Friday, April 13, 2012

Thoughts on Beauty Pageants

I got to thinking about beauty pageants while out walking today, and I decided to record my stream of consciousness:

I'm generally not a fan of beauty pageants, largely because the beauty on display is so artificial. (To be honest, I'm not a fan of popularity contests in general, because they cater to the majority. But on a related note, here's an excellent movie recommendation: Little Miss Sunshine). But nudist beauty pageants are a little different, as their emphasis is on natural beauty. But the history of beauty pageants in the international nudist community is not free from controversy. My own feelings are mixed.

On the one hand, as a nudist, I believe that people should not be judged by their appearance, and it is this belief that leads many nudists to reject the [arguably out-dated] tradition of nudist beauty pageants, which can be said to reflect the overly judgmental mindset of the ultra-critical (and often sex-obsessed) textile world.

On the other hand, as an aesthetic artist, I like to admire beauty, and it is a natural fact that I will find some bodies more beautiful than others (that's the truth about beauty). And I'm not ashamed to admit that. Of course, beauty is not the SOLE measure of a person's worth, and beauty itself can be highly subjective. In fact, it's surprising how much one person's idea of beauty can differ from another's.

So, what happens during a beauty pageant is that one or more persons who has the most popular form of beauty will be awarded, while the others are showered with the shame of losing. Personally, I think we should continue to admire beauty, but eliminate the element of competition.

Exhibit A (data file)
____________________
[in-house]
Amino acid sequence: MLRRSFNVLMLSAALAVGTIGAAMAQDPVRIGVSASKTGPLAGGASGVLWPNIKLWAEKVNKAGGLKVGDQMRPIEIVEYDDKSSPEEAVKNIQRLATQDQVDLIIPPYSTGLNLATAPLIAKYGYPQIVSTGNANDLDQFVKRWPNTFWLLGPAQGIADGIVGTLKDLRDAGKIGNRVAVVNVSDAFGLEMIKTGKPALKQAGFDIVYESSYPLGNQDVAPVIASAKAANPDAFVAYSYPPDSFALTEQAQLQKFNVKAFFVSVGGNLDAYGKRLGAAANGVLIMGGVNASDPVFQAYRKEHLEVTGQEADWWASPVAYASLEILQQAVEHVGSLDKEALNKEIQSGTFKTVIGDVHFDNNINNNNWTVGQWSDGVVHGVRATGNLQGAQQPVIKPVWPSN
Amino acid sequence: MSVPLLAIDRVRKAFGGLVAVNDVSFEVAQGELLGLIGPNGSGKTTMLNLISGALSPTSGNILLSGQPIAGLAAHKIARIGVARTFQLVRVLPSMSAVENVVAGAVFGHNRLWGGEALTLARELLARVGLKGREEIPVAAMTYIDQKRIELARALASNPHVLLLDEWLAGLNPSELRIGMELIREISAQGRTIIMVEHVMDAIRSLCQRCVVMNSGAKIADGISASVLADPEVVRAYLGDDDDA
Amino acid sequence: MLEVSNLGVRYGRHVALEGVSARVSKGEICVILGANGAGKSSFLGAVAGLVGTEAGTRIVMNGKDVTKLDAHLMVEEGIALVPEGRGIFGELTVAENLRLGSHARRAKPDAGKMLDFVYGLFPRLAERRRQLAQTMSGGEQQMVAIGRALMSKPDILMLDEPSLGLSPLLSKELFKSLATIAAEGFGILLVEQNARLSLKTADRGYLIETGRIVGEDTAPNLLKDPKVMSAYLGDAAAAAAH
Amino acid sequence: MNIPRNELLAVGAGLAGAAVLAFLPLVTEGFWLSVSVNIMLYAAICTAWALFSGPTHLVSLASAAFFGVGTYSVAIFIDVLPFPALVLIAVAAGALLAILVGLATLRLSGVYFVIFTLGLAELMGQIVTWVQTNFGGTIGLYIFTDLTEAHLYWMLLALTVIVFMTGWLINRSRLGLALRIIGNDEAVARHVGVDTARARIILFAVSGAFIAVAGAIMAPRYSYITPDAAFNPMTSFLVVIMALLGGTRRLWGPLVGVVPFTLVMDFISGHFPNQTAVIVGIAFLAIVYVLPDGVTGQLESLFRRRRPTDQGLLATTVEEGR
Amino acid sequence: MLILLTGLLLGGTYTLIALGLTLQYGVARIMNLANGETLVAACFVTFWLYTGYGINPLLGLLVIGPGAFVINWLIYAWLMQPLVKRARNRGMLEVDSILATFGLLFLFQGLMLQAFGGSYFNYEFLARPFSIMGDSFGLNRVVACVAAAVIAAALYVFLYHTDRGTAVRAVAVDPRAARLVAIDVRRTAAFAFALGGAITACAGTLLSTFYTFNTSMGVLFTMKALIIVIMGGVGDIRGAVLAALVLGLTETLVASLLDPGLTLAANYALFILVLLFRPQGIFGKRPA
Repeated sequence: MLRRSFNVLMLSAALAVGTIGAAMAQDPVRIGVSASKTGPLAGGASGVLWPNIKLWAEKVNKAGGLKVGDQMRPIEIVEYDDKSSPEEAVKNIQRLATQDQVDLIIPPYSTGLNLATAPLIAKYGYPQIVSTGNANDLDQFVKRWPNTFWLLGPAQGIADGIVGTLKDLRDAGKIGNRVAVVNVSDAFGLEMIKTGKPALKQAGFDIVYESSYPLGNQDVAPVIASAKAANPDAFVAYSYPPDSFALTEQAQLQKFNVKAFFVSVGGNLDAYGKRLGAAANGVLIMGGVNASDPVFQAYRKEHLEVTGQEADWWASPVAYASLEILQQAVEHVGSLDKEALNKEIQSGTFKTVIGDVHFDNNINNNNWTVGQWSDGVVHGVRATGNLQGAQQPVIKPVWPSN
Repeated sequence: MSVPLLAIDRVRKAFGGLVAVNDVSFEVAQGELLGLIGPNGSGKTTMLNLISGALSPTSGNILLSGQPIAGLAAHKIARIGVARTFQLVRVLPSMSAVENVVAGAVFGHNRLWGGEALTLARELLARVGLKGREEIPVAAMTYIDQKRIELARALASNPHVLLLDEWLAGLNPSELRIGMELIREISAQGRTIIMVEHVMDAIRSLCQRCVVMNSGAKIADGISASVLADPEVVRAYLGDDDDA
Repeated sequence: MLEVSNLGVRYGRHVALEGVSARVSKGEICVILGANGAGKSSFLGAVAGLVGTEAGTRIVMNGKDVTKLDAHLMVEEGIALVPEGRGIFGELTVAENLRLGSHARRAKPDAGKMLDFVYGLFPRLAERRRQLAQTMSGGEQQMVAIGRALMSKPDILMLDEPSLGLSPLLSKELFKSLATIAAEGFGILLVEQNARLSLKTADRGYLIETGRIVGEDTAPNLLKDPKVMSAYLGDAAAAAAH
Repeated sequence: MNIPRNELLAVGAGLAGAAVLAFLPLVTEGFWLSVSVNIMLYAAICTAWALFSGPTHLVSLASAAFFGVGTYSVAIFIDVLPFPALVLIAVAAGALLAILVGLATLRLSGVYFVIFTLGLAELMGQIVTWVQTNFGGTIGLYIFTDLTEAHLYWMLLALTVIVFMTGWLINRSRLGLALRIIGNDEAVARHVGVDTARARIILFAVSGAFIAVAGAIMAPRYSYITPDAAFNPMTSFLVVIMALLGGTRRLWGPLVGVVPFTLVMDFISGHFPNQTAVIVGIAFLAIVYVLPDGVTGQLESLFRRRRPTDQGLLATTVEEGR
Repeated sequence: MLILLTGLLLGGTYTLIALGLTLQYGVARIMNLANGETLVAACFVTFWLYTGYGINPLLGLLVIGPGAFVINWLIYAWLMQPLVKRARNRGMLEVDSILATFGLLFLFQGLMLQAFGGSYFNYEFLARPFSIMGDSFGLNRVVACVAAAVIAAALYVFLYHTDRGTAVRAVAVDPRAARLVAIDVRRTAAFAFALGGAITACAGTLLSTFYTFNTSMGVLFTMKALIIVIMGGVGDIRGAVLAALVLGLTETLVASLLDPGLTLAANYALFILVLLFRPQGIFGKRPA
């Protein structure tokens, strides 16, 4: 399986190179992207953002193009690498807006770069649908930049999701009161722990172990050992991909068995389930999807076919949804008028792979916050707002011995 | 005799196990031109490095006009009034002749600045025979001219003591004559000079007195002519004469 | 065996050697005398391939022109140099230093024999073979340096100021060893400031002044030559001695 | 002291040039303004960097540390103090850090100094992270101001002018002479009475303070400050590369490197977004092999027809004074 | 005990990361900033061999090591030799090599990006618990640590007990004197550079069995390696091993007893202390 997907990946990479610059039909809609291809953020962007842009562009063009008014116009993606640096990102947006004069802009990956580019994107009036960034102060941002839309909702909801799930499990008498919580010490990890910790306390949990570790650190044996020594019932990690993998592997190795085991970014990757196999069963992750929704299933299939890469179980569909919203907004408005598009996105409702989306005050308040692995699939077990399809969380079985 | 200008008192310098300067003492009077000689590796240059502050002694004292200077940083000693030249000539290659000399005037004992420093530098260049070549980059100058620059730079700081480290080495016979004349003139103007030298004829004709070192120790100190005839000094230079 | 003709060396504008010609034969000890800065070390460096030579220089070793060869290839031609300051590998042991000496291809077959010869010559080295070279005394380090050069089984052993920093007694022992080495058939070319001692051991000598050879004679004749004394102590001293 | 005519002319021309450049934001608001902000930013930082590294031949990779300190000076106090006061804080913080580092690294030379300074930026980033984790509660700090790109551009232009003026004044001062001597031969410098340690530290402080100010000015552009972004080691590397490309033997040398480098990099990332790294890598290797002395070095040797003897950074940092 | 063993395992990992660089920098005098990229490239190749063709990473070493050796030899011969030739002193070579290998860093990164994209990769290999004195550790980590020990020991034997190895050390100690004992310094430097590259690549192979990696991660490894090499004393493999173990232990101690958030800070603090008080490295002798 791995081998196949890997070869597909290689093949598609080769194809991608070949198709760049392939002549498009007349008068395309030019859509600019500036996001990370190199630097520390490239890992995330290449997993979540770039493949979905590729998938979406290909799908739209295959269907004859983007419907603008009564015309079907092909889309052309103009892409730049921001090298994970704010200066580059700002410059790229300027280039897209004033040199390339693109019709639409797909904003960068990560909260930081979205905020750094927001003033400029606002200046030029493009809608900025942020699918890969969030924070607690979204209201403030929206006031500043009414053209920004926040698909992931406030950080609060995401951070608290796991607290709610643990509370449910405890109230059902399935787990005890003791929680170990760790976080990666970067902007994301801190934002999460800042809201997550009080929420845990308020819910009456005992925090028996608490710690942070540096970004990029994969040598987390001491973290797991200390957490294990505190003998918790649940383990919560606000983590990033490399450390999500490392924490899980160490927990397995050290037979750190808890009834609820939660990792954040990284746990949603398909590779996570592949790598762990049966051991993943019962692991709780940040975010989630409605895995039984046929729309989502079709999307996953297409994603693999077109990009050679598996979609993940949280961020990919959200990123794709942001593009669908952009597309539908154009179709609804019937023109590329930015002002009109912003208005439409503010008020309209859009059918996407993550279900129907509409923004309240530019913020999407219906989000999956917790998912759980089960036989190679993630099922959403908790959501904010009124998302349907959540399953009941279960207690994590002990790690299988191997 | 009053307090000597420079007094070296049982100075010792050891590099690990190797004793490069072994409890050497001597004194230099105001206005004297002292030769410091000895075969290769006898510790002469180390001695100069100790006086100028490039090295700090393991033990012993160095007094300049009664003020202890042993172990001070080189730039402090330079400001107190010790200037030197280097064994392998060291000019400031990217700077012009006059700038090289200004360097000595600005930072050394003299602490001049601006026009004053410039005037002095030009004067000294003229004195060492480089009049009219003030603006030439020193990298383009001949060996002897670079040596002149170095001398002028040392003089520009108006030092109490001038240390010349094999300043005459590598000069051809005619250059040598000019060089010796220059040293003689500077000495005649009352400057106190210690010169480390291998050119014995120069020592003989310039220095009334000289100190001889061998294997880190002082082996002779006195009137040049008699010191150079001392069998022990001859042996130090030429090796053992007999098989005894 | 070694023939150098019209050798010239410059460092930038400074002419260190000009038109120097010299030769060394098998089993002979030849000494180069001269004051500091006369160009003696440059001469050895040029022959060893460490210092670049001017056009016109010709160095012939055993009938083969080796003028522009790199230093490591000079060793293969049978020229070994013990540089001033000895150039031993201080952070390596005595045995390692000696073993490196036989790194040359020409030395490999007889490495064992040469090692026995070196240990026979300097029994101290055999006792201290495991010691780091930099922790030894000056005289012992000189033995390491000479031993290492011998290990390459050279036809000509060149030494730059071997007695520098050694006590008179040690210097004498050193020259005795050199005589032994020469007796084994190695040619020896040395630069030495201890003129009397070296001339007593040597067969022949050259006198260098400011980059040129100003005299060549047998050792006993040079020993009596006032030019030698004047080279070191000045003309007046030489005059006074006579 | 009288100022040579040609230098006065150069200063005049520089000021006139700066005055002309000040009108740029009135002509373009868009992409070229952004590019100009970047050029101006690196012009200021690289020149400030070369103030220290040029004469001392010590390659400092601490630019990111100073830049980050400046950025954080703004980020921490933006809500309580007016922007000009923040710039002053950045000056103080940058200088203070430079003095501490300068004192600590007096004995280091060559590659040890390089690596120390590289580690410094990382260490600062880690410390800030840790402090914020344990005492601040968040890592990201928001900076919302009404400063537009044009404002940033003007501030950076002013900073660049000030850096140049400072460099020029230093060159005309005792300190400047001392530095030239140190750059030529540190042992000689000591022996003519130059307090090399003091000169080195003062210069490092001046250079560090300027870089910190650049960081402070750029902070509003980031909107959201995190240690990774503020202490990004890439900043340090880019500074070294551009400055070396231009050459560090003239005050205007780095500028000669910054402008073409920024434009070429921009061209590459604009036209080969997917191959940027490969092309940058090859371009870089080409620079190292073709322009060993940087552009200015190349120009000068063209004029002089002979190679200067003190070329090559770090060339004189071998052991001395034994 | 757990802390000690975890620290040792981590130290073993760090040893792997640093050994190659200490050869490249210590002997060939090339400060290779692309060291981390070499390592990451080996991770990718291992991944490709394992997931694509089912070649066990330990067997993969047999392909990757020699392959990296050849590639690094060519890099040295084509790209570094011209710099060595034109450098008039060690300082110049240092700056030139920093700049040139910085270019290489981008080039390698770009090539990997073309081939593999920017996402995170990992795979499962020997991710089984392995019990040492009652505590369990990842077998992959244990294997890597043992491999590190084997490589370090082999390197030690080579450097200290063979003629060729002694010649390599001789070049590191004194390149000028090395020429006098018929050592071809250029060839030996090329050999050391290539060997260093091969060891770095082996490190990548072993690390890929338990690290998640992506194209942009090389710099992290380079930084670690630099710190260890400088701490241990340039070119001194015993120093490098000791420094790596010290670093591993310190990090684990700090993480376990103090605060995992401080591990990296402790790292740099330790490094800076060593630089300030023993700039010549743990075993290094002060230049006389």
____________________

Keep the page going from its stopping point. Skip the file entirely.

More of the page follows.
While it's true that competition can inspire a person to achieve greater heights, how much of our appearance can we actually take credit for (sans wardrobe and makeup, of course)? Exercising and working out, maybe. But some people are much luckier than others, requiring significantly less effort to look attractive (and in different stages of their life). Should we award them for that, beyond the award of being attractive that they already possess?

Perhaps we could have an athletic competition, to encourage a fit and healthy lifestyle, while keeping the admiration of beauty as a component of the games' attraction. The athletics could be a competition (or not, does it really have to be?), and the beauty would just be there to admire. It would perhaps be not unlike the ancient Greek Olympics where athletes would train naked, and their naked, chiseled bodies were a source of pride and admiration.

The only difference, I suppose, from a regular day at the nudist resort, where games are scheduled, is that people will be encouraged and not discouraged from admiring the bodies of others (I would hope, also, that this emphasis on appearance would, in the long run, bring in a more visually appealing demographic). But that's something I think a lot of nudists fear. Funny, that nudists are comfortable with traditionally "ugly" bodies, but they're terrified of beautiful ones, because they don't know what to do with them, how their presence fits in with their "all bodies welcome" philosophy (ironically).